COVID-19 vaccines developed by Pfizer and Moderna appear to offer significantly less antibody protection against the highly-contagious variant that emerged in South Africa, new studies show.
The studies, published Wednesday in the New England Journal of Medicine, indicated that both vaccines elicited much lower levels of neutralizing antibodies against the new strain, compared to the initial SARS-CoV-2 virus.
For the Pfizer study, scientists developed an engineered virus that contained the same mutations carried on the spike portion of the South African variant, known as B.1.351.
Researchers tested the engineered virus against blood taken from people who had been given the vaccine.
They determined there was a two-thirds reduction in the level of neutralizing antibodies compared to how it performed with the most prevalent version of the virus in US trials.
However, it’s unclear if reduced antibody response will render the vaccine ineffective against the strain, since it’s not known what level is necessary to neutralize the virus.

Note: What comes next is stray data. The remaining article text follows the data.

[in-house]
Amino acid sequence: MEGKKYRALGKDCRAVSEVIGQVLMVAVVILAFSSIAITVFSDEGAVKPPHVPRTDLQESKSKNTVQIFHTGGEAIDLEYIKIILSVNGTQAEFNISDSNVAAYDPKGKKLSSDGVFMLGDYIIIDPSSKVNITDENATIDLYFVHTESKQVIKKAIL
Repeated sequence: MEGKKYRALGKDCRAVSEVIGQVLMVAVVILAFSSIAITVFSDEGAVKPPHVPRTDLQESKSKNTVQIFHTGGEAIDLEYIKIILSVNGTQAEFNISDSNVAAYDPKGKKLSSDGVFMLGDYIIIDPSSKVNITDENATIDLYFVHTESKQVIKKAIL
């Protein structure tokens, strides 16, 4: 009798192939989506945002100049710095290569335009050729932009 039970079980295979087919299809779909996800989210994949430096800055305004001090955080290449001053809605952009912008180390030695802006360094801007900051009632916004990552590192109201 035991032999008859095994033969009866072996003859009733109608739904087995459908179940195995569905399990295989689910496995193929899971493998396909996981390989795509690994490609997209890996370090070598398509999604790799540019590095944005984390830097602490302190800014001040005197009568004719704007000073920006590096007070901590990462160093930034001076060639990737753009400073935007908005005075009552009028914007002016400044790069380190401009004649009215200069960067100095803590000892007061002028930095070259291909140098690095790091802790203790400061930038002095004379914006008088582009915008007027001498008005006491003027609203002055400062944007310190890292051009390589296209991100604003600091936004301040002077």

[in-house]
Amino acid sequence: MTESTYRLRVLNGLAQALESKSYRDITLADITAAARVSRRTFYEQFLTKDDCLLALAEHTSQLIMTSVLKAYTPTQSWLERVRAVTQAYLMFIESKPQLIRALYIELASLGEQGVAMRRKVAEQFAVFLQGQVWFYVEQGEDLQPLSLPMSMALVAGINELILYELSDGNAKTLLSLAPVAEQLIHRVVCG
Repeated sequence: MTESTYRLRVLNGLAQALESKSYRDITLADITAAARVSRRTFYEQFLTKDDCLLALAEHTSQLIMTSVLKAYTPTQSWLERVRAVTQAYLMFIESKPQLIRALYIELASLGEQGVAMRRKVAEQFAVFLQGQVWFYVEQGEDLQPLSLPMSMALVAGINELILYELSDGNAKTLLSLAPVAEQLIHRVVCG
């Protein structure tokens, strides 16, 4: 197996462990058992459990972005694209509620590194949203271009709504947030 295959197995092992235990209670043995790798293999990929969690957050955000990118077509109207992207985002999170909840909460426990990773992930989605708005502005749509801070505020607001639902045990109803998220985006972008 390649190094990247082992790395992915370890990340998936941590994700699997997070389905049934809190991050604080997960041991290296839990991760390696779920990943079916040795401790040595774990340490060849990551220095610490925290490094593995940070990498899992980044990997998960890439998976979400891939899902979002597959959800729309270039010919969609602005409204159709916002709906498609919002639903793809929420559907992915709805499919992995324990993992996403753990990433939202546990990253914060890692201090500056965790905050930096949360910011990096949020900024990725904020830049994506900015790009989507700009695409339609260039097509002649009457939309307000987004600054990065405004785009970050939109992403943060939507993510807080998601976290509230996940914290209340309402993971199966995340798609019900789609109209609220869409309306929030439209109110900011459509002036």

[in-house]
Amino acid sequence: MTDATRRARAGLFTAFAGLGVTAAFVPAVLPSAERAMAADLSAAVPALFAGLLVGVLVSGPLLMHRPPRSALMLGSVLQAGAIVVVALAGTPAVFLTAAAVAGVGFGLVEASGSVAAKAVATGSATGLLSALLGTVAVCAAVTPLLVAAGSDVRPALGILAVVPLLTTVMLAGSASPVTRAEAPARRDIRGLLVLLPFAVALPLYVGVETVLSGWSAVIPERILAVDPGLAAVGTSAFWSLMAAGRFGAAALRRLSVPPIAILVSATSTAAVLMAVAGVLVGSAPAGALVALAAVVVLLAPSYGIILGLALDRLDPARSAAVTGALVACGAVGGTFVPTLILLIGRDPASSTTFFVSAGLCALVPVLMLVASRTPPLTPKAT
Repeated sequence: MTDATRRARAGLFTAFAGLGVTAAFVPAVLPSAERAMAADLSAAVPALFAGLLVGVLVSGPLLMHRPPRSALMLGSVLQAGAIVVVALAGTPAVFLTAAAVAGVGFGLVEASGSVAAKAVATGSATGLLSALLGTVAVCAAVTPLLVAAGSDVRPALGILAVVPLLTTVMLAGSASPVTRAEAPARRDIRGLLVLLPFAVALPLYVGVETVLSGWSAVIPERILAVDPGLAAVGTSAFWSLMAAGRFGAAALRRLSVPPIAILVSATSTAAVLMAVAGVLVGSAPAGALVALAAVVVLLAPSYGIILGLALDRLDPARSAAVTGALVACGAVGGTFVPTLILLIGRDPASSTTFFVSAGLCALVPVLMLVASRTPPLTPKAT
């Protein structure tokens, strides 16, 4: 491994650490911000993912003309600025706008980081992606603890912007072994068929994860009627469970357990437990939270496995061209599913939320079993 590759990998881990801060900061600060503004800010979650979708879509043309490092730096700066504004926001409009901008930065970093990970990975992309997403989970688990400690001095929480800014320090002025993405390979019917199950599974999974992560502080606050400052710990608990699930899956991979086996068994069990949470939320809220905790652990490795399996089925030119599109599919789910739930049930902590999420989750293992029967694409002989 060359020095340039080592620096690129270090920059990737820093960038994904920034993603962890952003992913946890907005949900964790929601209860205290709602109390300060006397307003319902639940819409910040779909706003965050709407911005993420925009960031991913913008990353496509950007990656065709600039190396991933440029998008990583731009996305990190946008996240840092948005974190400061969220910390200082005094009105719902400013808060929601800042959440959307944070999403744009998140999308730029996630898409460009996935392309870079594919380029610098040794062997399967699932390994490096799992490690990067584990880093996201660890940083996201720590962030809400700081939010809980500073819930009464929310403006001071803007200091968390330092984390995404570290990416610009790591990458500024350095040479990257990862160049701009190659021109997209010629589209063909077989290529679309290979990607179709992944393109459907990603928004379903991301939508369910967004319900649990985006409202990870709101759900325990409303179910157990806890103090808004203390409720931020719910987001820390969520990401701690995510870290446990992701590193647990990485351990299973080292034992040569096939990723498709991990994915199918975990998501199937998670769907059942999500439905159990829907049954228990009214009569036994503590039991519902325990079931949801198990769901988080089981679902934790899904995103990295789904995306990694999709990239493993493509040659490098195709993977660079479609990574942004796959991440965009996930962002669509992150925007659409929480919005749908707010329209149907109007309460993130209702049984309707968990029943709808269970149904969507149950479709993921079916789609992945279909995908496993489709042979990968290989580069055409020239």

“We don’t know what the minimum neutralizing number is. We don’t have that cutoff line,” study co-author Pei-Yong Shi said.
Meanwhile, the Moderna study found a six-fold decrease in antibody response against the variant from its vaccine.
The results were published as part of a letter from the Massachusetts-based company in the same journal.
But researchers similarly warned that the effectiveness of the Moderna vaccine against the strain is still not known.
The company has previously said that it believes that the vaccine will offer protection against the variant.
There are currently 19 reported cases of B.1.351 in the United States in 10 states, according to the Centers for Disease Control and prevention.
With Post wires